Hilde Schjerven, PhD

Assoc Professor In Residence
Laboratory Medicine
+1 415 502-3553
Research Overview: 

Proper blood cell (hematopoietic) development is essential for life and is controlled by a fine-tuned regulatory network that is still incompletely understood. The critical importance of this is reflected in the wide range of diseases that can arise due to defects in the regulation of hematopoiesis, including immunodeficiency, autoimmunity and blood cell cancers.

The Schjerven lab studies normal and malignant immune cell development with a focus on transcriptional regulation, and the molecular mechanisms underlying how mutations in key regulatory factors can cause disease. The transcription factor Ikaros, encoded by the IKZF1 gene, is a major focus of ongoing work. Due to the many roles of Ikaros in blood cell development and function, the lab has several diverse and complementary research projects.  

Ongoing projects and research directions:

Hematopoietic development: We use mutant mouse models and multi-color flow cytometry to study how specific genes regulate the development of different immune cell lineages. Increased basic understanding of the normal development, function and activation of our immune system is important both in regards to immune-cell intrinsic malignancies, but also to the emerging field of immunotherapy.

Basic science: We are also interested in basic science questions, and are fortunate to be able to study this in models with relevance to human disease. Our focus is on transcriptional regulation, and includes developmentally regulated alternative splicing and regulation of chromatin, and the functional role of this in hematopoiesis and blood cell malignancies.    

Autoimmunity is a disease of unknown etiology, but it is believed to be due to a combination of environmental factors and genetic predispositions. We study the role of one specific gene regulatory factor that has recently been associated with human autoimmune disease. Our current focus is how mutations in this gene can lead to break of B-cell tolerance, and we utilize transcriptome profiling and functional assays to elucidate the underlying molecular mechanisms.   

Leukemia is cancer of developing blood cells and is characterized into subtypes based on the cell lineage of origin (lymphoid vs myeloid) as well as defined oncogenic lesions. In most instances, an oncogenic mutation or translocation alone is not sufficient to lead to leukemic transformation. The pre-leukemic cell depends upon ‘a second hit’ (or multiple mutations) which often are mutations in regulatory factors acting as tumor suppressors. In addition, the leukemic cells are dependent upon, and interact with their in vivo microenvironment, adapting to and also influencing the healthy cells of the host. We study tumor suppressor function in both pre-B ALL and AML, with the overall aim of facilitating personalized medicine and development of new targeted therapeutics based on an increased understanding of the molecular mechanisms underlying the different subtypes of leukemia.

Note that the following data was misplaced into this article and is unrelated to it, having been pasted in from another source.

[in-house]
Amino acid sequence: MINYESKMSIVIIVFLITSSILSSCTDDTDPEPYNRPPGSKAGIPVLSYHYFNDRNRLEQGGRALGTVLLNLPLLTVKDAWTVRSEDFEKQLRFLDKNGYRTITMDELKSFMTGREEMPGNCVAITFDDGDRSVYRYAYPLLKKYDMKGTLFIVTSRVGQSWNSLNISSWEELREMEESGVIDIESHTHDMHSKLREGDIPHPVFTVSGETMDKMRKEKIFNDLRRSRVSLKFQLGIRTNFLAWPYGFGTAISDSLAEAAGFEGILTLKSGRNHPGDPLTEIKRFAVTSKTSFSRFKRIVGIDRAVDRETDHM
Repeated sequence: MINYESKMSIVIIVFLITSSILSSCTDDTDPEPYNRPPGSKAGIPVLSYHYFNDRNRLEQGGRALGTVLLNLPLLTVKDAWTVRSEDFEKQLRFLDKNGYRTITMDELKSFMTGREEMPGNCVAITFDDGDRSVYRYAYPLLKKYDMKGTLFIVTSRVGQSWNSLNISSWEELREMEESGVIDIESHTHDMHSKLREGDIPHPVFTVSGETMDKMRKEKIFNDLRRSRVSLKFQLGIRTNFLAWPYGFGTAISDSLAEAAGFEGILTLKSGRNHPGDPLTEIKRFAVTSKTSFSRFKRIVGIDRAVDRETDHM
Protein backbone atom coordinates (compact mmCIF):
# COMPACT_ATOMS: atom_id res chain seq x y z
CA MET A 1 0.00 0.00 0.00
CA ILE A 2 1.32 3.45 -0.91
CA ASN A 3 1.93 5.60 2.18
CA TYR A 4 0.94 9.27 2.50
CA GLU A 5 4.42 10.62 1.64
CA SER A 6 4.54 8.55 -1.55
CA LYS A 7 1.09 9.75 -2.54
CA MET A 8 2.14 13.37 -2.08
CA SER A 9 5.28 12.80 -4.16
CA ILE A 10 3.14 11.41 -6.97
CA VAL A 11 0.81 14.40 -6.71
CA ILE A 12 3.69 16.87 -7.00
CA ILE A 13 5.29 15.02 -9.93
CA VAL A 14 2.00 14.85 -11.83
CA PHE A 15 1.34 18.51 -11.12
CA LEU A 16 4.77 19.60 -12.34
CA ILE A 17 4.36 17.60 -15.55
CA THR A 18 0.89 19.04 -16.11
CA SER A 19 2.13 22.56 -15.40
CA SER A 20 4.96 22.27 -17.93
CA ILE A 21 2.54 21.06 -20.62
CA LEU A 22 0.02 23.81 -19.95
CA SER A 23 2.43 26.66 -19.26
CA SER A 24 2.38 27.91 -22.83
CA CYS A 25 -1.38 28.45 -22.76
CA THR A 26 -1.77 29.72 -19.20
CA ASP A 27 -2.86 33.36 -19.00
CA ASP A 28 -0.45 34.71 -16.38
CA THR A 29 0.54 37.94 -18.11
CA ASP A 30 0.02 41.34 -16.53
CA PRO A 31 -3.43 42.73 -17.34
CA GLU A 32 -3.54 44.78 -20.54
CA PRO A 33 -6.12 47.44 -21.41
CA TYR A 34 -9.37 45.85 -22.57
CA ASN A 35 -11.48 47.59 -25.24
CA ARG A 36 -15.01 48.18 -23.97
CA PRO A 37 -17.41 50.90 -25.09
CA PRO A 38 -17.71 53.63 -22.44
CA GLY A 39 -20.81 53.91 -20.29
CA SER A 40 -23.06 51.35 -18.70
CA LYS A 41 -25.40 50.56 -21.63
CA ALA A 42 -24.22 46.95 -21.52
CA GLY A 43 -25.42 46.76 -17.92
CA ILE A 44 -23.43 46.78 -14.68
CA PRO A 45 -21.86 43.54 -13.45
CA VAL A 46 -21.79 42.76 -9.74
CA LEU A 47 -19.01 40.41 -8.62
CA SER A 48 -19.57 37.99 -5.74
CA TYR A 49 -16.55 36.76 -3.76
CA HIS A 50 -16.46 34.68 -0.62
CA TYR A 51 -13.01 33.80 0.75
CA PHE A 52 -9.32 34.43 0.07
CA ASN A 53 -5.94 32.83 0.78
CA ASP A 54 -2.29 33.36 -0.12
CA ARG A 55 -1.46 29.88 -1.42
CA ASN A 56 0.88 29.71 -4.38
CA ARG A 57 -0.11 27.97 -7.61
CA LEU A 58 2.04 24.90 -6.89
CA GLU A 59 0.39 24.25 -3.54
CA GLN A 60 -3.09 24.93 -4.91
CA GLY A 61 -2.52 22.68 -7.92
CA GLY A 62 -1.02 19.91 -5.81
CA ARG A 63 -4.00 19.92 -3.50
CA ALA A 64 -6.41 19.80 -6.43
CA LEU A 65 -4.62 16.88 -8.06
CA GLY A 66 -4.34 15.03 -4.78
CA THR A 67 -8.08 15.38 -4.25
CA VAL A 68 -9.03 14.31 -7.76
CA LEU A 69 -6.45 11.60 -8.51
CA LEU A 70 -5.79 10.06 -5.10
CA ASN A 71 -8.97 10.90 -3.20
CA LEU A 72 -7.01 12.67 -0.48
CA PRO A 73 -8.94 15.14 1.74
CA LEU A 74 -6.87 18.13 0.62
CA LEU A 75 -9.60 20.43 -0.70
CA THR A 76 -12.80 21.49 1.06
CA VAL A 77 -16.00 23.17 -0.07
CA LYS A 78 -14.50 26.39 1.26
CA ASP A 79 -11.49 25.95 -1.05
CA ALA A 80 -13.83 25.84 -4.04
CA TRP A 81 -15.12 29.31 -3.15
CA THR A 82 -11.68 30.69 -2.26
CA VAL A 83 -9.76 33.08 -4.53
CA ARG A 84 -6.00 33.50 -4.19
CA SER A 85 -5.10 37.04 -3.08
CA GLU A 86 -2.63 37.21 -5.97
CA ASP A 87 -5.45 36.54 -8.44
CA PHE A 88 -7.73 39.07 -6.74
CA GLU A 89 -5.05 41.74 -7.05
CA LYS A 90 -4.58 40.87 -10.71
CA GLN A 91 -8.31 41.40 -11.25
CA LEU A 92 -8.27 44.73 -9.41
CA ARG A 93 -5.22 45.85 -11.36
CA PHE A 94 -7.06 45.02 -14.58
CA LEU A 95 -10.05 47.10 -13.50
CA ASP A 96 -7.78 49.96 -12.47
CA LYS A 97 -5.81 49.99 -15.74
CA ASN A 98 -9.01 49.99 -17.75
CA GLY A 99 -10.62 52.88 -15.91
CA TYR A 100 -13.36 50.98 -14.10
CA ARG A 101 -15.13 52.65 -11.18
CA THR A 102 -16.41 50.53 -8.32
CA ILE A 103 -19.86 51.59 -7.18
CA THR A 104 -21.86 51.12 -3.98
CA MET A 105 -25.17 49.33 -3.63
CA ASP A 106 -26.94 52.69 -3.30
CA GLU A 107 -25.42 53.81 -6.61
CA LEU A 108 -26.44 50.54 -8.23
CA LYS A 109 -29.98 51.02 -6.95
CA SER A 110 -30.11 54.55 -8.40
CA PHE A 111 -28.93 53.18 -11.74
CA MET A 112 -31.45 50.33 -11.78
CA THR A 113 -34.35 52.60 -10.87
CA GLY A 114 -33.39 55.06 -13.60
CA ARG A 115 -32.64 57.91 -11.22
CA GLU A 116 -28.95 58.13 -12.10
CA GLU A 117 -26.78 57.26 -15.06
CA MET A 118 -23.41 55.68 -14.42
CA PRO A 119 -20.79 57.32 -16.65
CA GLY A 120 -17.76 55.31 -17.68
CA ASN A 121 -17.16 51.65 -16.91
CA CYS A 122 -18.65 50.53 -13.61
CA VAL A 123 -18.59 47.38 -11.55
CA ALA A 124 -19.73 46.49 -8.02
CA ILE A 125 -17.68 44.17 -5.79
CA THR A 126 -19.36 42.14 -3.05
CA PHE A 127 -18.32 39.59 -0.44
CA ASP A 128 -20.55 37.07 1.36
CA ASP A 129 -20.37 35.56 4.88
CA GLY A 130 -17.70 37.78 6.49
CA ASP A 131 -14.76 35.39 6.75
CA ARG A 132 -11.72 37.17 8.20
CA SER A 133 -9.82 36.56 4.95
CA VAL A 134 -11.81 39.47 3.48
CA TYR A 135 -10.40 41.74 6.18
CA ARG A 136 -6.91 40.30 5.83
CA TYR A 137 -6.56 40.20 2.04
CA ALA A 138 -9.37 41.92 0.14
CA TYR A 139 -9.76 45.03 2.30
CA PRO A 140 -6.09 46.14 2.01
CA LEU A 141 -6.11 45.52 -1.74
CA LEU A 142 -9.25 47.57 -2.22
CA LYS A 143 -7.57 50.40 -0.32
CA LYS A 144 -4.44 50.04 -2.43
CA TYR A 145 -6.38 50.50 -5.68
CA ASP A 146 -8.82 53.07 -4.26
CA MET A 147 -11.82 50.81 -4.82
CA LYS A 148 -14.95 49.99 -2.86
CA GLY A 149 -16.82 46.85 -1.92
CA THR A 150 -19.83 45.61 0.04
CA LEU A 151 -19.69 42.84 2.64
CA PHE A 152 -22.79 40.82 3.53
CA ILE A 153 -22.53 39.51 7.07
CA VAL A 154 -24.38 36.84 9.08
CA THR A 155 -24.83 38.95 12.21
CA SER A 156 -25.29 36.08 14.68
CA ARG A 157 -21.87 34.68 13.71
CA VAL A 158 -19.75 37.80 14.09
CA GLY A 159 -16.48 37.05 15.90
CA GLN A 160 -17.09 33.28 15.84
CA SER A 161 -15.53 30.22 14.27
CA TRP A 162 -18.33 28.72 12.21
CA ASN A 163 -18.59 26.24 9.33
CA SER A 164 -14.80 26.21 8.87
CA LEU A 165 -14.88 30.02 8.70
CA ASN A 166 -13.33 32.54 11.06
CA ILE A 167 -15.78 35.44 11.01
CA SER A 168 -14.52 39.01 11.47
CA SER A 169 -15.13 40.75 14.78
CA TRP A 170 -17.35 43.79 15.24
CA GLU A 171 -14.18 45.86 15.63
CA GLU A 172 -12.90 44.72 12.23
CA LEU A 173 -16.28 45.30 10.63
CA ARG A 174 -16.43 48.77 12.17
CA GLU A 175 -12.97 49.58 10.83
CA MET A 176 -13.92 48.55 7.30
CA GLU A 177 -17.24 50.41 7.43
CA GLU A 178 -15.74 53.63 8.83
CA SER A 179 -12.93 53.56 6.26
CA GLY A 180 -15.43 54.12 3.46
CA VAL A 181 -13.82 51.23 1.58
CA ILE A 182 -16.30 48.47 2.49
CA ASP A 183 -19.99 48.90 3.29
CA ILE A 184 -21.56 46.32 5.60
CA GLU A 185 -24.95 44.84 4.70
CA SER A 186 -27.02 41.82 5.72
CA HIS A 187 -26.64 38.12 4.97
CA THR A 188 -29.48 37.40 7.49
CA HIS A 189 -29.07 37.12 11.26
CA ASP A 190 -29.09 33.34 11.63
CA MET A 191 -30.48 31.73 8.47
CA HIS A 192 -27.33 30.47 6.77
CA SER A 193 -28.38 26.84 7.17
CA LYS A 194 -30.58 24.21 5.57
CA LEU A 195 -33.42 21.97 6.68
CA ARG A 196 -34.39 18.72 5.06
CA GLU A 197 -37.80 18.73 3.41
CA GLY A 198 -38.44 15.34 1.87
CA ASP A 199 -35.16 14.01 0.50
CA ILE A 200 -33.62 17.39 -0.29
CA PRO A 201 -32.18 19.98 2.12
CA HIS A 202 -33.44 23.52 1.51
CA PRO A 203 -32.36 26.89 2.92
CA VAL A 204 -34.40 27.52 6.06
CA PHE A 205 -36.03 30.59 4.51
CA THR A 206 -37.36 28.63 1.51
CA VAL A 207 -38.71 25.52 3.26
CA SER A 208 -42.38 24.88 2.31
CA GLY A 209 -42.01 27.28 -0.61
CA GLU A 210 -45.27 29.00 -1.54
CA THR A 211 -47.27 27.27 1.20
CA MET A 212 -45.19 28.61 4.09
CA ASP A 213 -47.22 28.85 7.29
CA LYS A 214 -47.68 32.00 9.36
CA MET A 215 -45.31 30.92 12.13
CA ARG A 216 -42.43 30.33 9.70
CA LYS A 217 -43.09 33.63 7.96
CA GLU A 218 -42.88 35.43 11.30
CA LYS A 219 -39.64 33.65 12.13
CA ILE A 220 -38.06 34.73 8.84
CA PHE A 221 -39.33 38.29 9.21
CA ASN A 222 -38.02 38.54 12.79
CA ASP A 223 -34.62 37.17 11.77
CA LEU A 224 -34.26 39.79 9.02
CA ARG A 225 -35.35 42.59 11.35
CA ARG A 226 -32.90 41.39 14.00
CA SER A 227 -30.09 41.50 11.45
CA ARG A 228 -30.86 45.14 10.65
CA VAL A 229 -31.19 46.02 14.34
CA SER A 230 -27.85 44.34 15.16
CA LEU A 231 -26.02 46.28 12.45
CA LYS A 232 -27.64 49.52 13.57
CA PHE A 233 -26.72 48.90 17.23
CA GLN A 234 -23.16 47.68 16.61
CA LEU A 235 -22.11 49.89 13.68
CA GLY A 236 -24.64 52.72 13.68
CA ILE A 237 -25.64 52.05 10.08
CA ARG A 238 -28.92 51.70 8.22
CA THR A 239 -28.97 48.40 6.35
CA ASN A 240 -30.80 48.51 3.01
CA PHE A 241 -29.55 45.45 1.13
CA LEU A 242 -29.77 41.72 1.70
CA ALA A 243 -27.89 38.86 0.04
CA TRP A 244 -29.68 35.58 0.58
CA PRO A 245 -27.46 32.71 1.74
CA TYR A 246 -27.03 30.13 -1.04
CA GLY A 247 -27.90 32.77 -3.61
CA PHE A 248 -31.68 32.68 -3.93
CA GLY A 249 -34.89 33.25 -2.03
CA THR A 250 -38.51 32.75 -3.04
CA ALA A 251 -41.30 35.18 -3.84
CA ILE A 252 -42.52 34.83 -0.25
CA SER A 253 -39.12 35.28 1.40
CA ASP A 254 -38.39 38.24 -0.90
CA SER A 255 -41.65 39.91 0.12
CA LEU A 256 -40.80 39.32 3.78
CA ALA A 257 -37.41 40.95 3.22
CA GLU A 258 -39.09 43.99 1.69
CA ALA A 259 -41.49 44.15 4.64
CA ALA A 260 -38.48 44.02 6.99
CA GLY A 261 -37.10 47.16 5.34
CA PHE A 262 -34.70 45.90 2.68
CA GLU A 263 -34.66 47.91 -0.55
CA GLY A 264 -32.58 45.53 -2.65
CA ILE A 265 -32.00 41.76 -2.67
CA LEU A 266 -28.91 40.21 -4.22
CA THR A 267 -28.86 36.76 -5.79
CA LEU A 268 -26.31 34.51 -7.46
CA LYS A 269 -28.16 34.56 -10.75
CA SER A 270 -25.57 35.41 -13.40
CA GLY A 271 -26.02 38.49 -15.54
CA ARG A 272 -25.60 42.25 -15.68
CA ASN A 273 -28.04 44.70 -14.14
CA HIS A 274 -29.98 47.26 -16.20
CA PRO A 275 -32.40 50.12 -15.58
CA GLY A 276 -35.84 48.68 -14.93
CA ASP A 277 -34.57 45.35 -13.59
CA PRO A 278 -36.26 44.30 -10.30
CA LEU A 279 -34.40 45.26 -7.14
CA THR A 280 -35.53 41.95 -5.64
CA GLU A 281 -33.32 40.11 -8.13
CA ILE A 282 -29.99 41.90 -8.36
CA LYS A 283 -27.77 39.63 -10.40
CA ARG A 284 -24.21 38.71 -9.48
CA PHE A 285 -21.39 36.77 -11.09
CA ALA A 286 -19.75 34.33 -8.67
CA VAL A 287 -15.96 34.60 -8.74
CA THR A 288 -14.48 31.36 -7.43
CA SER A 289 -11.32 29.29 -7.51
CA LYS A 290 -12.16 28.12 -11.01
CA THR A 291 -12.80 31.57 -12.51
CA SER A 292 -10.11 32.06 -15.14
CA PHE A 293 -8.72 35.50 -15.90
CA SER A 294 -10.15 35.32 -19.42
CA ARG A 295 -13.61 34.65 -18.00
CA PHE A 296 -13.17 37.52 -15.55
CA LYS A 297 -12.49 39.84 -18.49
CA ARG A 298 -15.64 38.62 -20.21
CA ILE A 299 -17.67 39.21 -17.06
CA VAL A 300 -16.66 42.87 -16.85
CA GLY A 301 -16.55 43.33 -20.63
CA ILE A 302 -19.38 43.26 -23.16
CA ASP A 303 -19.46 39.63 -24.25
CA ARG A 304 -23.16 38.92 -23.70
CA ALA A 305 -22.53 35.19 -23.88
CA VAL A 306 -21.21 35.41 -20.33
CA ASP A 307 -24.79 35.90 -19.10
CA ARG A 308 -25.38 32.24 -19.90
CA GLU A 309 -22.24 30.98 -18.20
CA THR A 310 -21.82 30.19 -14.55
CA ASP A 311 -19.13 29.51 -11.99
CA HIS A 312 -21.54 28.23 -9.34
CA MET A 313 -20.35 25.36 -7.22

Non-coding RNA: We have recently embarked on studies of non-coding RNA and their role in normal and malignant blood cell development and function. This research direction emerged when we found that a key developmental regulatory factor and tumor suppressor in leukemia, regulated the expression of a set of non-coding RNA. Non-coding RNA is a pioneering field, where the many biological functions of these RNA molecules are just starting to be unraveled.

Methods and Approach: In addition to classical molecular biology, cell culture and immunological techniques, we also utilize complex and state-of-the-art tools to address our biological questions. This includes mutant mouse models for in vivo or ex vivo studies, multi-parameter flow cytometry and FACS sorting, genome-wide profiling by next-generation sequencing (RNA-Seq, ATAC-Seq, ChIP-Seq) and gene manipulation by CRISPR/Cas9 or cutting edge dCas9-mediated CRISPRi and CRISPRa. We welcome collaborations and adaptations of new methods that can help us address our biological questions.

Primary Thematic Area: 
Secondary Thematic Area: 
Cancer Biology & Cell Signaling
Research Summary: 
Normal and malignant blood cell development, including break of immune tolerance (autoimmunity) and blood cell cancer (leukemia), with a focus on transcriptional regulation.
Mentorship Development: 

12/12/19    ACRA: Setting Training Expectations for Trainees on the Academic Career Track (1.5 hours)
3/3/20    Promoting Student Mental Health:A Presentation and Discussion (Staff and Faculty)
3/3/20    Promoting Student Mental Health: Faculty Workshop (Faculty only)
4/23/20    Effective Strategies for IDPs
11/10/20    Optimizing the Efficiency of Your Lab
2/18/21    Three Truths and Three Tries: Facing and Overcoming Critical Social Justice Challenges at the Micro, Mezzo, and Macro Levels


Featured Publications: 

A kindred with Mutant IKAROS and autoimmunity.

The Journal of allergy and clinical immunology

Van Nieuwenhove E, Garcia-Perez JE, Helsen C, Rodriguez PD, van Schouwenburg PA, Dooley J, Schlenner S, van der Burg M, Verhoeyen E, Gijsbers R, Frietze S, Schjerven H, Meyts I, Claessens F, Humblet-Baron S, Wouters C, Liston A

Genetic analysis of Ikaros target genes and tumor suppressor function in BCR-ABL1+ pre-B ALL.

The Journal of experimental medicine

Schjerven H, Ayongaba EF, Aghajanirefah A, McLaughlin J, Cheng D, Geng H, Boyd JR, Eggesbø LM, Lindeman I, Heath JL, Park E, Witte ON, Smale ST, Frietze S, Müschen M

Selective regulation of lymphopoiesis and leukemogenesis by individual zinc fingers of Ikaros.

Nature immunology

Schjerven H, McLaughlin J, Arenzana TL, Frietze S, Cheng D, Wadsworth SE, Lawson GW, Bensinger SJ, Farnham PJ, Witte ON, Smale ST